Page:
Tuesday, July 25, 2006

To the Fences

It has been over a year now since Council member Ludye Wallace deferred an ill-advised attempt to prohibit any and all front-yard fences. In the name of eradicating chain-links in front yards, he seemed bent on prohibiting wood, iron, hedge, and stone fences until he got a flurry of e-mails opposing his bill. (How Ludye can see a chain-link fence as an eyesore, but not see a video billboard as an eyesore is beyond me).

Ludye's bill is back, but now it has a much more narrow focus than last year's mistake. The bill attempts to:
prohibit chain link fences along arterial and collector streets. The Code currently prohibits the use of barbed or razor wire on fences along sidewalks within the urban services district. This ordinance would essentially prohibit any chain link fence along the right-of-way of a collector or arterial street, which are the classifications used for the major streets and roads in Davidson County. This ordinance would apply to both the urban services district and the general services district, and would prohibit chain link fences in both commercial and residential areas.

The council office would point out that this ordinance could result in a substantial cost to the Metropolitan Government, especially schools, if Metro facilities were required to have stone, brick or wood fences.
That last point seems to be sticking as the bill came up once again on second reading this past Tuesday during Council meeting, but Ludye once again deferred it (supported by Council voice vote) upon Public Works recommendation.

I have got to say that I find chain-link fences subjectively ugly; no two ways about it. So, passage of Ludye's bill would only benefit me personally. But I also question whether outlawing them at the Council level is the best way to go. It seems to me that neighborhoods are better able to determine whether they should be prohibited on a case-by-case basis. My personal peeves with them notwithstanding, chain-links serve lots of utilitarian purposes for people who can otherwise not afford the more expensive, higher quality, and more attractive materials. Someone may look at my wood fence and find it butt-ugly compared to a wrought iron masterpiece, but that doesn't mean that I should be required to pay thousands of dollars more for a masterpiece or have nothing, when all I require is the more modest fence I have.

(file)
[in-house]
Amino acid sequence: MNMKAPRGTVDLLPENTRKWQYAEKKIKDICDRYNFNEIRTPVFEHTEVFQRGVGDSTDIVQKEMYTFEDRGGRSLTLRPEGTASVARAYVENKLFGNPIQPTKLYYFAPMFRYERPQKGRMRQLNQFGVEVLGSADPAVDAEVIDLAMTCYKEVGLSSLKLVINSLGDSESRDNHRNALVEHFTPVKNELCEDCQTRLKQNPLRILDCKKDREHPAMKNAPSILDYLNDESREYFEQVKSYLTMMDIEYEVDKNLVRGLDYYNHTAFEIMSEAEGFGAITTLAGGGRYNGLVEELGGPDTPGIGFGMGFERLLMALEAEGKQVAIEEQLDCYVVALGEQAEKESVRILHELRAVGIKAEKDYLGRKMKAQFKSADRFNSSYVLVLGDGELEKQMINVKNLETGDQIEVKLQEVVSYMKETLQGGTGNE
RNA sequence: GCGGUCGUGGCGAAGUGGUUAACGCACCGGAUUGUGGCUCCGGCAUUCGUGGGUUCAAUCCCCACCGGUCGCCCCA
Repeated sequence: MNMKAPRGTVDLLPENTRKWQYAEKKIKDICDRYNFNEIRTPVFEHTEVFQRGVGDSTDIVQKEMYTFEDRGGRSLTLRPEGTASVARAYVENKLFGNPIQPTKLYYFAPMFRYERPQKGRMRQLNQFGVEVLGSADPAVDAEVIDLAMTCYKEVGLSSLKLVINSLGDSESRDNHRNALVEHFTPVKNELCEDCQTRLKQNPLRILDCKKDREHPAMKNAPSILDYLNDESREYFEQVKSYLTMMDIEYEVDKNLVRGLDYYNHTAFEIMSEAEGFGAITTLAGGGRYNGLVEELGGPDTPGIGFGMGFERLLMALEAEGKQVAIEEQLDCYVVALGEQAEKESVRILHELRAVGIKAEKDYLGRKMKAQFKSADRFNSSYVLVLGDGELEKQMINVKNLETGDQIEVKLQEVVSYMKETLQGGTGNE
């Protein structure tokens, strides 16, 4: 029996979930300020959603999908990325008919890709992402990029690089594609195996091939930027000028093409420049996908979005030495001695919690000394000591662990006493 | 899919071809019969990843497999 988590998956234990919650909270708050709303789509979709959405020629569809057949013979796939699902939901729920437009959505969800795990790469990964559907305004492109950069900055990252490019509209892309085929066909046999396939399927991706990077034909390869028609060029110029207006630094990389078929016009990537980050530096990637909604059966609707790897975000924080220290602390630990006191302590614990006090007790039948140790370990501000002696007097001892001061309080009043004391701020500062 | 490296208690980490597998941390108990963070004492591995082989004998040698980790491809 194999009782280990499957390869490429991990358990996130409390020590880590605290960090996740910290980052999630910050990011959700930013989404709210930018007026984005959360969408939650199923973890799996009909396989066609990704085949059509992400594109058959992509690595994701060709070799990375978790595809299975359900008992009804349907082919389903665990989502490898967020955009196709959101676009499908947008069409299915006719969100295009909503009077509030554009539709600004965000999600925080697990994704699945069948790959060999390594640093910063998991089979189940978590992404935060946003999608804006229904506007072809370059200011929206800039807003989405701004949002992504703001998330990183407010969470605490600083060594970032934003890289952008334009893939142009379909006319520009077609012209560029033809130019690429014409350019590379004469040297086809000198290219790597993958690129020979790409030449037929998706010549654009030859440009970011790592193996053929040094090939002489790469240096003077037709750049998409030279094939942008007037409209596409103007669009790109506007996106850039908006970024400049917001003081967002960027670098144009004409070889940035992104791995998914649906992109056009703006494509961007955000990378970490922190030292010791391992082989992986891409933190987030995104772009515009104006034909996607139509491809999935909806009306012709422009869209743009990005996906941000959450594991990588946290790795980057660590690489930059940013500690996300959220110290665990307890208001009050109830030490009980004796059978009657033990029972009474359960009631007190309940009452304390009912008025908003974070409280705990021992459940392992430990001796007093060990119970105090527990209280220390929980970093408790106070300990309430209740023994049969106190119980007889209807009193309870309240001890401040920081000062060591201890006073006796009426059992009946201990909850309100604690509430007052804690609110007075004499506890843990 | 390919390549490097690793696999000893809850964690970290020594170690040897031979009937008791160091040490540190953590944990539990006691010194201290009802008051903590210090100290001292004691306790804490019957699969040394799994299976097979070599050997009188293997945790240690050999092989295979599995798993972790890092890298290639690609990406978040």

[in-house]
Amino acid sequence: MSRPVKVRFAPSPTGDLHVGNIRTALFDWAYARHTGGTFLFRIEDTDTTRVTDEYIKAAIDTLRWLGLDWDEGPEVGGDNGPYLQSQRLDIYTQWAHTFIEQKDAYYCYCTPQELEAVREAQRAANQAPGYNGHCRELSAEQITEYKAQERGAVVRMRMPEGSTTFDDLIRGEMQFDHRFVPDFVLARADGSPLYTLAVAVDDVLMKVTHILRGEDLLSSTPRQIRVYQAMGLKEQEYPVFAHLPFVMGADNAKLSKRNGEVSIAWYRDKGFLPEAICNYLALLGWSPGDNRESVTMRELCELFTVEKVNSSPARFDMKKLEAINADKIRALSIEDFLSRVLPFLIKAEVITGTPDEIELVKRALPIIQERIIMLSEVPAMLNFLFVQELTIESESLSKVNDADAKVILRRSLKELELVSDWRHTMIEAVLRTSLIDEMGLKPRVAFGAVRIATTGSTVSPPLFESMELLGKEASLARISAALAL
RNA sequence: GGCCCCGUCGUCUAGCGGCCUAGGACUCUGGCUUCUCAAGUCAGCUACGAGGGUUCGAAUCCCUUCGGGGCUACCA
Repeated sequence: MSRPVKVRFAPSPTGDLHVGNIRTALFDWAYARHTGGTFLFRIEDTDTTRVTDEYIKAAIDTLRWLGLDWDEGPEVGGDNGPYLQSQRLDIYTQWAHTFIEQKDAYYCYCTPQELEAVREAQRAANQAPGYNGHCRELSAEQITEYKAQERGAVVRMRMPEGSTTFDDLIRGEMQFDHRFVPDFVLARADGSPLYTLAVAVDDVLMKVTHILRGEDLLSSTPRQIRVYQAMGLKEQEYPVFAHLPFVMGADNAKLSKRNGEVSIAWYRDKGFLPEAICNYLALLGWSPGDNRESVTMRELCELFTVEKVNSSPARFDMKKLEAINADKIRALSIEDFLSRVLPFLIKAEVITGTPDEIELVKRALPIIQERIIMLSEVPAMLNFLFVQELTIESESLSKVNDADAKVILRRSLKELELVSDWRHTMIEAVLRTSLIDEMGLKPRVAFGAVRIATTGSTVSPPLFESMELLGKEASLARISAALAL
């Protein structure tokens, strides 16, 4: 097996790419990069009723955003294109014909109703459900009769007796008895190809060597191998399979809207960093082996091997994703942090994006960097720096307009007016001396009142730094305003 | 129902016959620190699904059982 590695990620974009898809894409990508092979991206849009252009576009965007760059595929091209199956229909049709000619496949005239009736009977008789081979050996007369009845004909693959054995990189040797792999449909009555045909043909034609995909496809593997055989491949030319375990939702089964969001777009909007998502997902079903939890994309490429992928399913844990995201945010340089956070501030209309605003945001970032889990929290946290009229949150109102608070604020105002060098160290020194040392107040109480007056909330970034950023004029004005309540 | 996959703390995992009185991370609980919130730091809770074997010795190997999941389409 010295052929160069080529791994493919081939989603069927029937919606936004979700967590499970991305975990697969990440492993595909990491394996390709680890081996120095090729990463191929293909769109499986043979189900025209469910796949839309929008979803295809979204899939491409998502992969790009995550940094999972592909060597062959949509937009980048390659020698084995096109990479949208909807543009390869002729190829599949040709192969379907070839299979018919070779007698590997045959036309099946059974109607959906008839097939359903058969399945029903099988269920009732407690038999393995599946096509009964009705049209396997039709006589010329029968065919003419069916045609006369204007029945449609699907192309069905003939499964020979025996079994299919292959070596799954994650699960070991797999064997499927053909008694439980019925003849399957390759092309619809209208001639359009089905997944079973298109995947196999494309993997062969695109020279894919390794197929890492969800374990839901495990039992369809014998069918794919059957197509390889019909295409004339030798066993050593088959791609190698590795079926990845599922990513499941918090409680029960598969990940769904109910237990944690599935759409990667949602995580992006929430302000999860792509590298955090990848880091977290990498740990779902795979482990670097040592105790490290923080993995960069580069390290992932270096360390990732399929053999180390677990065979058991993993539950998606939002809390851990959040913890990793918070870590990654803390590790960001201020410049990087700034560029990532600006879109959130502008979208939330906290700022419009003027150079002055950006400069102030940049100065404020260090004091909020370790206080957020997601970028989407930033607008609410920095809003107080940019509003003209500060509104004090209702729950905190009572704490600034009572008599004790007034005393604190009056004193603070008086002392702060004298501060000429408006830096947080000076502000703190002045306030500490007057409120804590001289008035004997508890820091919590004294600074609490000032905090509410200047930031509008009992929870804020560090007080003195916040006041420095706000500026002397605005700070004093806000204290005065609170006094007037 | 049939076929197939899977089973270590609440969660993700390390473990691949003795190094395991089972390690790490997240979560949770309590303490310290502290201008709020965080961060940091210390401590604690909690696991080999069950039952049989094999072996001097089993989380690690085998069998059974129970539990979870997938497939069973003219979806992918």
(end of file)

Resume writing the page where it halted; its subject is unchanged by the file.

We seem stranded in Ludye-land, where priorities are misplaced and where those likely to suffer the most are the more vulnerable families who may require a fence, but who face a representative determined to price them out of that possibility. If the Council passes Ludye's bill, but also exempts certain Metro properties like schools from the prohibition, then they also need to make exceptions for lower-middle and lower class home-owners who will be unduly burdened by passage, while also acknowledging the role of neighborhood associations in determining rules governing fences, given the character of the neighborhoods.

There are still enough unsightly and unsavory problems in District 19 (with the potential for more later) without this bill. Ludye needs to re-map his priorities.

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